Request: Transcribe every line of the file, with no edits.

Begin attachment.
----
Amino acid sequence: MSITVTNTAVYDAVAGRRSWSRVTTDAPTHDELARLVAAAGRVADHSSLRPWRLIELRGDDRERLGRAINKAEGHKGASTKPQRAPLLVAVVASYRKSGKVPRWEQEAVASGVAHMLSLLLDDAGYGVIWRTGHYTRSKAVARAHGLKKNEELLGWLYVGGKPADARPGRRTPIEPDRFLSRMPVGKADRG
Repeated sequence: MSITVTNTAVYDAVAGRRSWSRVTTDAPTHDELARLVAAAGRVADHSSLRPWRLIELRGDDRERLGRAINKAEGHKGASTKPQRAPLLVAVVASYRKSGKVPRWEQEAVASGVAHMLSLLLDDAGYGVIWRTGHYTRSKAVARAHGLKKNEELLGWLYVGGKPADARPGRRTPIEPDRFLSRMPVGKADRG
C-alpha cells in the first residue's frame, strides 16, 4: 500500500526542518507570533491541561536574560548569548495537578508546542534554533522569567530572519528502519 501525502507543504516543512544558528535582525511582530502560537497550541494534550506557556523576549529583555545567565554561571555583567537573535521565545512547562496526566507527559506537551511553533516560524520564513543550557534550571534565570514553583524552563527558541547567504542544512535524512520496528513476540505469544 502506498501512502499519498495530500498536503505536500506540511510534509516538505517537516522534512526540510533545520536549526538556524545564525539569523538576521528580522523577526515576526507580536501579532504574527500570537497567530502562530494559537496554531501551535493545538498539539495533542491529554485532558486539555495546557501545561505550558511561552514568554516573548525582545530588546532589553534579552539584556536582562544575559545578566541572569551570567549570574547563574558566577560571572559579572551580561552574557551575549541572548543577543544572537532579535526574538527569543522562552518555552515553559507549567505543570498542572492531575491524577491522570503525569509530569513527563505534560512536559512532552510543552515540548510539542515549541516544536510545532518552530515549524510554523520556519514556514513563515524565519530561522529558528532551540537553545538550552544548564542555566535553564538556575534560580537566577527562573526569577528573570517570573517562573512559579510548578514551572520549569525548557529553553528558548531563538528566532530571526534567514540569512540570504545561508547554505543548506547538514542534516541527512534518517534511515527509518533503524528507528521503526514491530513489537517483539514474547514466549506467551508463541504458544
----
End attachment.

Amino acid sequence: MSITVTNTAVYDAVAGRRSWSRVTTDAPTHDELARLVAAAGRVADHSSLRPWRLIELRGDDRERLGRAINKAEGHKGASTKPQRAPLLVAVVASYRKSGKVPRWEQEAVASGVAHMLSLLLDDAGYGVIWRTGHYTRSKAVARAHGLKKNEELLGWLYVGGKPADARPGRRTPIEPDRFLSRMPVGKADRG
Repeated sequence: MSITVTNTAVYDAVAGRRSWSRVTTDAPTHDELARLVAAAGRVADHSSLRPWRLIELRGDDRERLGRAINKAEGHKGASTKPQRAPLLVAVVASYRKSGKVPRWEQEAVASGVAHMLSLLLDDAGYGVIWRTGHYTRSKAVARAHGLKKNEELLGWLYVGGKPADARPGRRTPIEPDRFLSRMPVGKADRG
C-alpha cells in the first residue's frame, strides 16, 4: 500500500526542518507570533491541561536574560548569548495537578508546542534554533522569567530572519528502519 501525502507543504516543512544558528535582525511582530502560537497550541494534550506557556523576549529583555545567565554561571555583567537573535521565545512547562496526566507527559506537551511553533516560524520564513543550557534550571534565570514553583524552563527558541547567504542544512535524512520496528513476540505469544 502506498501512502499519498495530500498536503505536500506540511510534509516538505517537516522534512526540510533545520536549526538556524545564525539569523538576521528580522523577526515576526507580536501579532504574527500570537497567530502562530494559537496554531501551535493545538498539539495533542491529554485532558486539555495546557501545561505550558511561552514568554516573548525582545530588546532589553534579552539584556536582562544575559545578566541572569551570567549570574547563574558566577560571572559579572551580561552574557551575549541572548543577543544572537532579535526574538527569543522562552518555552515553559507549567505543570498542572492531575491524577491522570503525569509530569513527563505534560512536559512532552510543552515540548510539542515549541516544536510545532518552530515549524510554523520556519514556514513563515524565519530561522529558528532551540537553545538550552544548564542555566535553564538556575534560580537566577527562573526569577528573570517570573517562573512559579510548578514551572520549569525548557529553553528558548531563538528566532530571526534567514540569512540570504545561508547554505543548506547538514542534516541527512534518517534511515527509518533503524528507528521503526514491530513489537517483539514474547514466549506467551508463541504458544